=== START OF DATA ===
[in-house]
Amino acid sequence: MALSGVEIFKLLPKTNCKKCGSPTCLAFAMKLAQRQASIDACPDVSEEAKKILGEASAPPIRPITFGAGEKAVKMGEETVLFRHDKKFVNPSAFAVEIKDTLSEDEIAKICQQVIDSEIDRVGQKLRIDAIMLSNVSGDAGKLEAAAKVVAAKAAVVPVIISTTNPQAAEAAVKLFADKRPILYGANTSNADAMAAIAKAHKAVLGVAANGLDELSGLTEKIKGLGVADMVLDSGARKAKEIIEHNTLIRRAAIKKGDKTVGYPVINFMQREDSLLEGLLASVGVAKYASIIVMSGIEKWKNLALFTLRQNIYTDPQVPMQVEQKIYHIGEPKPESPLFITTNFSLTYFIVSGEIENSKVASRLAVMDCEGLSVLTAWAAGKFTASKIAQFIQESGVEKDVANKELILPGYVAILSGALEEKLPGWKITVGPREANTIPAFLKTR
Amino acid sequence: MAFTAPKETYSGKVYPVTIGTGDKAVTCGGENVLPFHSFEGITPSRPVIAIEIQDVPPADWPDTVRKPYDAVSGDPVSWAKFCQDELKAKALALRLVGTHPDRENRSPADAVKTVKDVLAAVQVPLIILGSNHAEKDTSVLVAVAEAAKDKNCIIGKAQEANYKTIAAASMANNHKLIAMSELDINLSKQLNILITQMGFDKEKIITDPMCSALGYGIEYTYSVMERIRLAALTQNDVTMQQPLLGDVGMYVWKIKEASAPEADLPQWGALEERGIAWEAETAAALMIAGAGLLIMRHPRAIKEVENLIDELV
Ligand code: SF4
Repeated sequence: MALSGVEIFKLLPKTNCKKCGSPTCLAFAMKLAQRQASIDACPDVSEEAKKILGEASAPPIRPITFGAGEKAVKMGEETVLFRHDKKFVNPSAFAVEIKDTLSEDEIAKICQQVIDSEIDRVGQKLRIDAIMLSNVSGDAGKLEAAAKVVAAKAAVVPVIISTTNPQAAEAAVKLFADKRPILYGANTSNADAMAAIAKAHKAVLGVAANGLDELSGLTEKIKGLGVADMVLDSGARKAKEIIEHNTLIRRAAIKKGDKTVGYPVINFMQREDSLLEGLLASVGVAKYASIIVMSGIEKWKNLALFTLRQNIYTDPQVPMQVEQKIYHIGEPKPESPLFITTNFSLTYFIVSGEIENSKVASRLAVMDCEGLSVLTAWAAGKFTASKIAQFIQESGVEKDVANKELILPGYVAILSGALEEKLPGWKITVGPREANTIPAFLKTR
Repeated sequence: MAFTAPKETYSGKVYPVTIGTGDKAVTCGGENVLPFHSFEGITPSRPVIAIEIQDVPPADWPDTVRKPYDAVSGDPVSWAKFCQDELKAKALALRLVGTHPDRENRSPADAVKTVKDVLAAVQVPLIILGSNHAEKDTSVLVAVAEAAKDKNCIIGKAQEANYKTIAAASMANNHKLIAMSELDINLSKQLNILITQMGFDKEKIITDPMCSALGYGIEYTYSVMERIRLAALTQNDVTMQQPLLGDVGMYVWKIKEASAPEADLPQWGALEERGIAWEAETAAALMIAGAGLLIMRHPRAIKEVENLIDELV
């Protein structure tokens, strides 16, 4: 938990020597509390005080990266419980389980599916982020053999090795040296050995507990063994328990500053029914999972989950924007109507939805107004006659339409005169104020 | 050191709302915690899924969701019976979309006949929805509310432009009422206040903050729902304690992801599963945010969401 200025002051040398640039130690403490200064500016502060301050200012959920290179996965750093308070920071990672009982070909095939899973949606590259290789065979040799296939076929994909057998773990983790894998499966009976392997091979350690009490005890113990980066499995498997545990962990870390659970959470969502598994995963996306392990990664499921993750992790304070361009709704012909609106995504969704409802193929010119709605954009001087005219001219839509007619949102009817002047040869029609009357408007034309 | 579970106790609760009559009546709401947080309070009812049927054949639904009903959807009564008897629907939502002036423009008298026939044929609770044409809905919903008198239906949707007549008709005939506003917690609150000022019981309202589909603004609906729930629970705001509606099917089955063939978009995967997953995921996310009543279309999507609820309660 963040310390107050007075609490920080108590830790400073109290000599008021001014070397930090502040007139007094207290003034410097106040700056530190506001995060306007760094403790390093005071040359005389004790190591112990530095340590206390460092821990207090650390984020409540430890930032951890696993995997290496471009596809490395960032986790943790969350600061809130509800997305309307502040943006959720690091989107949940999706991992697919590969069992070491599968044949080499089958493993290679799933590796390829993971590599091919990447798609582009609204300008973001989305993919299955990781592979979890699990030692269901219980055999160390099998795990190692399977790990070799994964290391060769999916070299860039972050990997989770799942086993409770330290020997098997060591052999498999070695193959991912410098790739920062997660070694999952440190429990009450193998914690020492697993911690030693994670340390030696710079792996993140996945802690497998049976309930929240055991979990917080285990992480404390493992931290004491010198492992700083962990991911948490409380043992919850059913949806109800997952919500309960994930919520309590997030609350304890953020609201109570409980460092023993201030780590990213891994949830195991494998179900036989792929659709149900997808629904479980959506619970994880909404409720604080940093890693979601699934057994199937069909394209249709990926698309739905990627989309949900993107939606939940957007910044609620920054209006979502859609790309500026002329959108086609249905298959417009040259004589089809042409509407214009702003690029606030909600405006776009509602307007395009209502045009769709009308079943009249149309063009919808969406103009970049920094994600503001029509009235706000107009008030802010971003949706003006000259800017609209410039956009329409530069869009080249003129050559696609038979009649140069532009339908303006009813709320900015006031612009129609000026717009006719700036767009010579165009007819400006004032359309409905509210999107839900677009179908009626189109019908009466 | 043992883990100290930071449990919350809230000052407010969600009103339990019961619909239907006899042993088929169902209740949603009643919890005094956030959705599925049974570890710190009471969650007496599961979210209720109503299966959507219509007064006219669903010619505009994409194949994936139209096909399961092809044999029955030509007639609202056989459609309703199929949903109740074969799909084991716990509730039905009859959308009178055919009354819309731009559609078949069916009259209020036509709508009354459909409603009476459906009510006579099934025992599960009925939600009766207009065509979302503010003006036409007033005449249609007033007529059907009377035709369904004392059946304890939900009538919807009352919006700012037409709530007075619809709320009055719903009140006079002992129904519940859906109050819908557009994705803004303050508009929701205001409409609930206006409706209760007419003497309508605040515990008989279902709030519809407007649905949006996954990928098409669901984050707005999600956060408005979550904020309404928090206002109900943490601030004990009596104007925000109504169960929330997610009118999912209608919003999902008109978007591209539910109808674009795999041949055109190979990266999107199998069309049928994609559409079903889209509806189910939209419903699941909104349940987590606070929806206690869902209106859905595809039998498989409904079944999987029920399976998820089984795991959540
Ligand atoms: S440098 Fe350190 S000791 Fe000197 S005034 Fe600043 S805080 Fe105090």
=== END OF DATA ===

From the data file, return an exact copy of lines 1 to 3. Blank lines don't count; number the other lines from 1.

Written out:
[in-house]
Amino acid sequence: MALSGVEIFKLLPKTNCKKCGSPTCLAFAMKLAQRQASIDACPDVSEEAKKILGEASAPPIRPITFGAGEKAVKMGEETVLFRHDKKFVNPSAFAVEIKDTLSEDEIAKICQQVIDSEIDRVGQKLRIDAIMLSNVSGDAGKLEAAAKVVAAKAAVVPVIISTTNPQAAEAAVKLFADKRPILYGANTSNADAMAAIAKAHKAVLGVAANGLDELSGLTEKIKGLGVADMVLDSGARKAKEIIEHNTLIRRAAIKKGDKTVGYPVINFMQREDSLLEGLLASVGVAKYASIIVMSGIEKWKNLALFTLRQNIYTDPQVPMQVEQKIYHIGEPKPESPLFITTNFSLTYFIVSGEIENSKVASRLAVMDCEGLSVLTAWAAGKFTASKIAQFIQESGVEKDVANKELILPGYVAILSGALEEKLPGWKITVGPREANTIPAFLKTR
Amino acid sequence: MAFTAPKETYSGKVYPVTIGTGDKAVTCGGENVLPFHSFEGITPSRPVIAIEIQDVPPADWPDTVRKPYDAVSGDPVSWAKFCQDELKAKALALRLVGTHPDRENRSPADAVKTVKDVLAAVQVPLIILGSNHAEKDTSVLVAVAEAAKDKNCIIGKAQEANYKTIAAASMANNHKLIAMSELDINLSKQLNILITQMGFDKEKIITDPMCSALGYGIEYTYSVMERIRLAALTQNDVTMQQPLLGDVGMYVWKIKEASAPEADLPQWGALEERGIAWEAETAAALMIAGAGLLIMRHPRAIKEVENLIDELV